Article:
60 per cent of surveyed firms experience "difficulty" with new EU trade deal
New data released from a survey of 981 businesses by the British Chambers of Commerce has demonstrated the impact of the UK-EU trade deal (TCA).
The figures show rises in the proportion of firms reporting difficulties with the various changes brought about to UK-EU trade compared to when the BCC last asked the same questions in January.
The BCC has now launched its ‘TCA -One Year On’ report, exploring the experiences of businesses with the new trade relationship over the past year, and ways in which it could be improved in the short, medium and long term.
When asked how easy or difficult has it been for your business or supply chain to adapt to changes flowing from the UK-EU TCA areas across the following areas, the responses from November 2021:
Buying or selling goods: Very/Relatively Easy - 15 per cent, Very/Relatively Difficult - 45 per cent,Too Early to Say – 9 per cent, N/A - 32 per cent
Buying or selling services: Very/Relatively Easy – 14 per cent, Very/Relatively Difficult – 23 per cent,Too Early to Say – 9 per cent, N/A - 54 per cent
Moving people: Very/Relatively Easy - 8 per cent, Very/Relatively Difficult - 20 per cent ,Too Early to Say – per cent, N/A - 64 per cent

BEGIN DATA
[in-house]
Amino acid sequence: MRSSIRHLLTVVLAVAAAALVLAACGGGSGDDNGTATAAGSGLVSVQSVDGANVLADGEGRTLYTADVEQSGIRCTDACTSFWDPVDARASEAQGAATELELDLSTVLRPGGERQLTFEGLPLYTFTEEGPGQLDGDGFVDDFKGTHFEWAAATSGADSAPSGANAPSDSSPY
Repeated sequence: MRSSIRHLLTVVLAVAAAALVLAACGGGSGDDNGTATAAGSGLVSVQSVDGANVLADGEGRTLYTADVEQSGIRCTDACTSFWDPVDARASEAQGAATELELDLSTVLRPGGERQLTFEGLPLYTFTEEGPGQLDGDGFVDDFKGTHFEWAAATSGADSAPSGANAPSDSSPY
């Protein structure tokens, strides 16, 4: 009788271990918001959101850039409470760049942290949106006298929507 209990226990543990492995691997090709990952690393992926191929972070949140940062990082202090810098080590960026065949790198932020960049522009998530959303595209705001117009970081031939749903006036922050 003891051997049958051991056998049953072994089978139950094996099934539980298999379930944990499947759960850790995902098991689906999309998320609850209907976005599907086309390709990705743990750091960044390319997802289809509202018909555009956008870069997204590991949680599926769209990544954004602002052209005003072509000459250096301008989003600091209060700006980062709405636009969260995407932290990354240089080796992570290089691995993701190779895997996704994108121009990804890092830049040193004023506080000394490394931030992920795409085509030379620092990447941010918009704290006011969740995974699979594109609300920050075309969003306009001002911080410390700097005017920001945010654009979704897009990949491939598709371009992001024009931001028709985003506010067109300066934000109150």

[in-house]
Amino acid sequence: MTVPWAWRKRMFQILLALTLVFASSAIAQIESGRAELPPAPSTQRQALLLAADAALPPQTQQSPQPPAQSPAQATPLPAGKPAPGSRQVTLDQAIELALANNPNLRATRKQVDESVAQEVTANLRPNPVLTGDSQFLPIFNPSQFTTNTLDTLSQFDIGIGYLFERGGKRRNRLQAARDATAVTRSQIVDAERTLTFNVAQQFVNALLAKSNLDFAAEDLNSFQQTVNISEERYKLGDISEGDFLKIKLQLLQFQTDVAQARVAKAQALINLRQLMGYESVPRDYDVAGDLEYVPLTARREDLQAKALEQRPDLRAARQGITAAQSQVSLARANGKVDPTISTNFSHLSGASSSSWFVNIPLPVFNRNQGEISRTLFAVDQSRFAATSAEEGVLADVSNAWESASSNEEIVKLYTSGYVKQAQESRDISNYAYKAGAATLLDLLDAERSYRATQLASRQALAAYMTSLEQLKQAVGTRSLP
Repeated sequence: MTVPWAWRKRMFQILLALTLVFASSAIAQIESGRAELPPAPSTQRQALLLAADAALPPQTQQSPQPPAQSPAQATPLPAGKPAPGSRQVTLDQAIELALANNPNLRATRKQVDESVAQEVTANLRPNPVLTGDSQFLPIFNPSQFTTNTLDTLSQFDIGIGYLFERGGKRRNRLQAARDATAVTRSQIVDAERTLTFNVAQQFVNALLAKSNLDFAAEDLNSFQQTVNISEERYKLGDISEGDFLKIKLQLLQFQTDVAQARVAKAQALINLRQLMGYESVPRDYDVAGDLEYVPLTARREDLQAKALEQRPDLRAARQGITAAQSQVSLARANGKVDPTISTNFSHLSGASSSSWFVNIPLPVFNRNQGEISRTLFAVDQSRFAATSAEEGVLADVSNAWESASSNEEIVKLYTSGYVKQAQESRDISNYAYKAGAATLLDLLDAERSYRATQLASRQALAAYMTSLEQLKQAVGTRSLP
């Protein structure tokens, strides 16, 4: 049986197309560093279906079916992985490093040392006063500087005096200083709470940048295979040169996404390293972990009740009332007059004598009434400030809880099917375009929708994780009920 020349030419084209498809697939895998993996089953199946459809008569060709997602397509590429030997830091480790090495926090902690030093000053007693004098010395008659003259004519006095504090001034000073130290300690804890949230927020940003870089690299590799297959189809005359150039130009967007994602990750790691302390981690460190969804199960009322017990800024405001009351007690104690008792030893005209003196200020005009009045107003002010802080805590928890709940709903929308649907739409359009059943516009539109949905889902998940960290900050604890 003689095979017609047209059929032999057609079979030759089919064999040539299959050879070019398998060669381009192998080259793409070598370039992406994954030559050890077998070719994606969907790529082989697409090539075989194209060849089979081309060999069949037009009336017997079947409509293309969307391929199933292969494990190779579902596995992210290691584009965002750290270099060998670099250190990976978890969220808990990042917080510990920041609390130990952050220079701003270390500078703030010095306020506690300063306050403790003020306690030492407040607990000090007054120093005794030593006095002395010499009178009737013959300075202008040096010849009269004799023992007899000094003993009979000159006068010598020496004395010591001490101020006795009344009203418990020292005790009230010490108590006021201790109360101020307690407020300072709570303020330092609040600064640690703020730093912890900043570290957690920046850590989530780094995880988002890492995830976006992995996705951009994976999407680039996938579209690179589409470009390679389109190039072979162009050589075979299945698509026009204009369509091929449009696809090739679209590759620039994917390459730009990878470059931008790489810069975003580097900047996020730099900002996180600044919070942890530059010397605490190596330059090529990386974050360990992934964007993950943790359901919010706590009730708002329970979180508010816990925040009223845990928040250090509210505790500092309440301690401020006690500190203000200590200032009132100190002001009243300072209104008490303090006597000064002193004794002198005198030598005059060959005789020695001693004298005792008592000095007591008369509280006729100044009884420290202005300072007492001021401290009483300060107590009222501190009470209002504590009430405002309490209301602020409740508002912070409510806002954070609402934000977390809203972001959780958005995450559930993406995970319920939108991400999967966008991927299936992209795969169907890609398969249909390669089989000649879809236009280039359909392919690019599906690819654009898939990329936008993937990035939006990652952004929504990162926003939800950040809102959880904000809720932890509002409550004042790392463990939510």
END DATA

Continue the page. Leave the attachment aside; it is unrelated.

UK exporters were more likely than firms overall to report difficulties across these areas. For buying and selling goods, 60 per cent faced difficulties; for buying and selling services, 30 per cent; for moving people, 24 per cent; and for transferring data, 11 per cent.
Shevaun Haviland, director general of the British Chambers of Commerce, said: “These results, especially when compared to our data from January, give us a strong indication of the experiences on the ground for businesses who are dealing with the changes to the UK-EU trading relationship.
“While the data does suggest, one year into the implementation of the deal, that trade is becoming more difficult rather than smoother, we do believe there are solutions which can improve conditions for our import and export businesses.
“These data certainly do illustrate that the issues with the TCA are not ‘teething problems’ but more structural defects that, whilst fixable, if not attended to will lead to long term damage to our import and export sectors.”
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